Review – Picnic in Provence

Picnic in Provence – Elizabeth Bard

HarperCollins, 2015

It’s been about a decade since Elizabeth Bard was swept off her feet by a handsome Frenchman and moved to Paris. In that time she’s learned the correct way to communicate with cheese mongers and how to wheedle recipes out of her in-laws, but when she and her husband spontaneously decide to move from a Parisian apartment to a historic rural cottage – while she’s pregnant with their first child – it opens a whole new set of questions. How do you talk your neighbours into sharing the secrets of mushrooming? What’s a successful blend of American heritage and French upbringing? What’s the trick to making artisan ice cream? And how do you figure out motherhood when your own mother is on the other side of the world?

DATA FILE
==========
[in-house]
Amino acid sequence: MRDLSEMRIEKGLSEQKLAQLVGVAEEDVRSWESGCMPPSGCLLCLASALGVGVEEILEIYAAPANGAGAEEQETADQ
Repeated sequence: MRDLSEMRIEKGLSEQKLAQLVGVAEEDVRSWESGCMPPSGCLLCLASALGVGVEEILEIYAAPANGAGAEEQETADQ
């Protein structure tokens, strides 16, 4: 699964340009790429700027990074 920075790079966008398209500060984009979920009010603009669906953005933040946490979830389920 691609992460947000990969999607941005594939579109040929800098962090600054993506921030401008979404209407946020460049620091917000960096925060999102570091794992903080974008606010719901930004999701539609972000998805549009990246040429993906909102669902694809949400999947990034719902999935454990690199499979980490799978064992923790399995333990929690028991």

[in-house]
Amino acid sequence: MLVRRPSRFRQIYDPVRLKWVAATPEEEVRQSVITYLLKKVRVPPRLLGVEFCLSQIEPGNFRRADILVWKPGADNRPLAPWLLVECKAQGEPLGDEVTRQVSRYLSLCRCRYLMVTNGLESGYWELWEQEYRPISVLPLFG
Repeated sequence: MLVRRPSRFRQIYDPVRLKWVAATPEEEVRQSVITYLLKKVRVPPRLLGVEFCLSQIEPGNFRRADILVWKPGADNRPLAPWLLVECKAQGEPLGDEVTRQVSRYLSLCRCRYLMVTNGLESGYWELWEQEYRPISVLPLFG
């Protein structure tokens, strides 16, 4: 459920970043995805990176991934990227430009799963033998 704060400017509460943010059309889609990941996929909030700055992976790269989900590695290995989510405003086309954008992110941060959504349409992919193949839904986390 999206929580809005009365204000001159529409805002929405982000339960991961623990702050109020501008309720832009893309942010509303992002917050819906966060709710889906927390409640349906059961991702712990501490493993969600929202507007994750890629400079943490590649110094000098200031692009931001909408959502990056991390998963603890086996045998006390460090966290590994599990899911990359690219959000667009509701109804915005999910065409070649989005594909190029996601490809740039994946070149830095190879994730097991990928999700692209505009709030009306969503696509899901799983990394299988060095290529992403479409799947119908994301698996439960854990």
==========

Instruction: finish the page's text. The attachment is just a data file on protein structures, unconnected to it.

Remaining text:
This is the sequel to Elizabeth Bard’s first book, Lunch in Paris, a light-hearted memoir/recipe collection exploring her first years in France. Picnic in Provence leans more heavily into memoir territory, with candid details into family conflicts and her struggles with parenthood, but Bard’s love of food and her (mostly) fond exasperation with French culture lead to lots of culinary experiments too. As a vegetarian, not all of those were enjoyable for me to read! And of course, as an Australian, American cultural expectations are just as surprising to me as the French ones, but her anecdotes are interesting and sweet. For more of her work, her website is here.

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